Never-ending nightmare of Brian Murphy murder

  • 25 February 2005
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The tragic killing of Brian Murphy outside the Burlington Hotel in Dublin in 2000 is recalled by Fergal Keane and he explains just how the court verdicts were reached this week


For the Murphy family it must have been the nightmare end to a four-and-a-half-year living hell. Their 19-year-old boy had been killed in front of dozens of people and no one was responsible.

As Mr Justice Brian McCracken announced the verdict at 10.30 last Thursday morning, Brian's sister just slumped forward in her seat and held her head in her hands. Without waiting to hear the full three minutes it took to transact the business of the Court of Criminal Appeal, Denis and Mary Murphy stood up, gathered their children and left the room. The criminal justice system had failed them and put the final nail in their son's coffin.

This was more or less the last act in a legal process which began running the night Brian Murphy was beaten to death by a mob outside the Burlington Hotel on 31 August 2000, and his name wasn't even mentioned. As Mary Murphy said on the witness stand at the end of the trial a year ago, her son had been lost in the legal process.

Then she had asked:

"Where is my baby in all of this? I can't find him. He's lost, I'm lost. Where is my pride and joy, my full of confidence child, my crazy, exuberant, full of cheer, larger than life child, my naïve, far from perfect child, who did some silly things and some fabulous things?"

He certainly is not there in the 50 pages of legal judgment delivered by the three judges.

On the night he died, Brian Murphy took the bus with his friend, Matthew Moran, to Annabel's nightclub. They both had summer jobs working in the store room of Brown Thomas that year and were hoping to get in on the guest list. Brian was apprehensive, he was expecting to get into trouble with some guys from Terenure College, he had had a run in with a couple of weeks before. But nothing happened in the club and the trouble only started when hundreds of teenagers and those in their early twenties spilled onto the street in the early hours.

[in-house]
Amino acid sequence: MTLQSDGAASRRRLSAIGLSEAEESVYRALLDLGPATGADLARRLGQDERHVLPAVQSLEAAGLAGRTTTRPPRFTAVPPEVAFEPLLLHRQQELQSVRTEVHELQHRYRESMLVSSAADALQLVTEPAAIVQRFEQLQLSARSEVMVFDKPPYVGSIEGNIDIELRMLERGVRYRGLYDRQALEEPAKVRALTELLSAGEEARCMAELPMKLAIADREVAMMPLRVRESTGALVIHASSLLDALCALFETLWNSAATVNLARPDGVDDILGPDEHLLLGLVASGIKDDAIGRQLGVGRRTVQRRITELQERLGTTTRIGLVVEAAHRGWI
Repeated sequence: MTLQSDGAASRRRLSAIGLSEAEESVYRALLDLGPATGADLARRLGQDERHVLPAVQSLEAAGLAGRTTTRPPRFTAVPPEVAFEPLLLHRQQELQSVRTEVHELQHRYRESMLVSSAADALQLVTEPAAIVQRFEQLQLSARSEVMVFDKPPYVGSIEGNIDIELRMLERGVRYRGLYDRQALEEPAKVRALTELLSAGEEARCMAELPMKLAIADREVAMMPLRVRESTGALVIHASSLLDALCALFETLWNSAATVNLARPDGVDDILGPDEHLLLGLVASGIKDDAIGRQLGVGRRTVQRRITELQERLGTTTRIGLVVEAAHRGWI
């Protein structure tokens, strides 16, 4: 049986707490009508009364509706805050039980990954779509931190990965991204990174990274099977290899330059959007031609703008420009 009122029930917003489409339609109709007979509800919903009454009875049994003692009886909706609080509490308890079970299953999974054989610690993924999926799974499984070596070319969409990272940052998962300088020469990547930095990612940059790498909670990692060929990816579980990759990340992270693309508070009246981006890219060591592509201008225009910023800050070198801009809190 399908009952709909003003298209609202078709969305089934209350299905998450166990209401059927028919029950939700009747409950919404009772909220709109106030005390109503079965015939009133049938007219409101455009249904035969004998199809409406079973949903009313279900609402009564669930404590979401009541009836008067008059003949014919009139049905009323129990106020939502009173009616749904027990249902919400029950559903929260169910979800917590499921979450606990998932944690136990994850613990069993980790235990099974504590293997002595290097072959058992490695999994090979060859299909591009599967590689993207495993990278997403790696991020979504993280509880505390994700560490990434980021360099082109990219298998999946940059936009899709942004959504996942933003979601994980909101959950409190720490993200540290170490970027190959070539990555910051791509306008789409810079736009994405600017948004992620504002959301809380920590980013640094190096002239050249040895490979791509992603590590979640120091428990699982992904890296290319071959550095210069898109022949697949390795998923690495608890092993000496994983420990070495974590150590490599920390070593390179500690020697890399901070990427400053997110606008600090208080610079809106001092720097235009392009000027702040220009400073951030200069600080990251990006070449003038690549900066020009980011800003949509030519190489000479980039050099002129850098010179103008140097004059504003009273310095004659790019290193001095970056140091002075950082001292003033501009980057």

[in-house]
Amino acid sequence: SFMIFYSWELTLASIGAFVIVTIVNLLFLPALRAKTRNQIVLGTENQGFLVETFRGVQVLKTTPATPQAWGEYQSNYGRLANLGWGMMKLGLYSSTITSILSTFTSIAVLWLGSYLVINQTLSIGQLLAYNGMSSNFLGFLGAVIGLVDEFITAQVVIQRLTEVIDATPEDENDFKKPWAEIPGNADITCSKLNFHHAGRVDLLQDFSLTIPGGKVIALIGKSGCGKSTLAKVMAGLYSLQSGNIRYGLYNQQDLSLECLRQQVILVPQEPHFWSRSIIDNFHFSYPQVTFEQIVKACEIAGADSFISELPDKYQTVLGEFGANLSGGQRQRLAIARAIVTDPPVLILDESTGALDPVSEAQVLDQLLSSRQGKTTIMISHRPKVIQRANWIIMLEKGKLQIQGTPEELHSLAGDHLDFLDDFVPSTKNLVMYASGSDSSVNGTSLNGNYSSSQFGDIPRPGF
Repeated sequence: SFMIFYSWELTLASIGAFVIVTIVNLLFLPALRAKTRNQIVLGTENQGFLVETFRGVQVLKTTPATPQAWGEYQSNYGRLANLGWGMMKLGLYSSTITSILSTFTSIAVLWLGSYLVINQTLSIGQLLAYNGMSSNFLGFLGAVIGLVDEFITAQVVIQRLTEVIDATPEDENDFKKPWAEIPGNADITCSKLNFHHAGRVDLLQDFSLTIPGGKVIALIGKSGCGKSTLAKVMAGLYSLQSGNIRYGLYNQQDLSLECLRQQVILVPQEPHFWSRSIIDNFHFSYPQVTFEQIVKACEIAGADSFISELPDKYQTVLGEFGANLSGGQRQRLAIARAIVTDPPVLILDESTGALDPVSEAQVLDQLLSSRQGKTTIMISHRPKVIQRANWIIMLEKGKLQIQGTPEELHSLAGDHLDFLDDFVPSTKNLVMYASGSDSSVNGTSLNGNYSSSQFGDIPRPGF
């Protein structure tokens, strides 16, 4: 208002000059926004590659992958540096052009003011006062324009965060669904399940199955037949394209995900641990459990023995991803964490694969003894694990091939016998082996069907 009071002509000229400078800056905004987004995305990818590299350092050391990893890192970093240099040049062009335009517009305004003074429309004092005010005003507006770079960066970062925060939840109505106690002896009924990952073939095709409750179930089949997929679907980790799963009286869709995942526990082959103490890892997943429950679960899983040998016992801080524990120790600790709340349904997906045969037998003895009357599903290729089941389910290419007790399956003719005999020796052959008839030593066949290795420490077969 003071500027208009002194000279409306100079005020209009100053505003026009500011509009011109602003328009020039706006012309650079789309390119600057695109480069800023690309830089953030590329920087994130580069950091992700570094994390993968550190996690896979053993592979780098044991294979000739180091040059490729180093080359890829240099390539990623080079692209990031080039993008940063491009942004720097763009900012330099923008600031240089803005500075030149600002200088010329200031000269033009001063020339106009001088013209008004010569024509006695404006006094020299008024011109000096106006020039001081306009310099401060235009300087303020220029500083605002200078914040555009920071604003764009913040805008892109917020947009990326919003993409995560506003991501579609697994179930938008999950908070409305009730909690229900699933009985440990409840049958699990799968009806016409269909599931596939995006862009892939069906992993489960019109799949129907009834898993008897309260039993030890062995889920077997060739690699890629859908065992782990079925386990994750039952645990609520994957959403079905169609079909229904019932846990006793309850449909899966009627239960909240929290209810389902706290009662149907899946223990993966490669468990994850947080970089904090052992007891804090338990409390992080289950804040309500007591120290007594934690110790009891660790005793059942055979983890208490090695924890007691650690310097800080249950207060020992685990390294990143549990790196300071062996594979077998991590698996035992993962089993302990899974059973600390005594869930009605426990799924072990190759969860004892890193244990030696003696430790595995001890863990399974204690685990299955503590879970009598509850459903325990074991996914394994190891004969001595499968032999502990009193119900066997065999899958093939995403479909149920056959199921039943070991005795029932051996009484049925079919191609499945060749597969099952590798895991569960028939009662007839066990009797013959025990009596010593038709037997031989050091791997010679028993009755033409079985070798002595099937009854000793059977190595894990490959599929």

Andrew Frame was one of them. On the street a group, which included among its number Brian Murphy, jeered him because he said "they were annoyed because I was with a girl called Brooke McVeigh, or something like that, while I was on holiday in Spain," that summer. Brooke McVeigh is a UCD student who was also friendly with some of the Murphy group. When Andrew Frame approached the group, Brian Murphy pushed him. Sean Mackey had been in school with Frame and approached to see what the commotion was. Brian Murphy punched him and a melee started. Andrew Frame was not involved and was acquitted on all charges brought against him.

For many of those involved, the night marked the end of an indolent summer. Unlike Brian Murphy, three of those originally accused of his manslaughter, didn't need to get jobs over the summer. On the night in question they had been drinking in one anothers' homes and in the homes of friends before going on to the club. Many of those who gave evidence said they had been drinking very heavily.

The Court of Criminal Appeal said that the evidence of the 50 or so people who saw what happened was confusing and contradictory. But what is uncontested, is that Brian Murphy was surrounded by a group of up to six or seven who punched him many times and then kicked him repeatedly when he fell to the ground.

Who exactly was in that group has never clearly been identified, but according to gardaí, several of those from whom they took statements were not telling all of what they knew. Gardaí said the investigation was frustrated by people covering up for others and they now admit that while they know there are at least two other people involved walking around free, they will never be charged.

But there was still ample evidence that Dermot Laide had struck Brian Murphy at least a number of times. A friend of his, David Cox, said he saw him punch Brian Murphy twice. Laide told him afterwards that he couldn't believe what he had done, and that he looked shocked.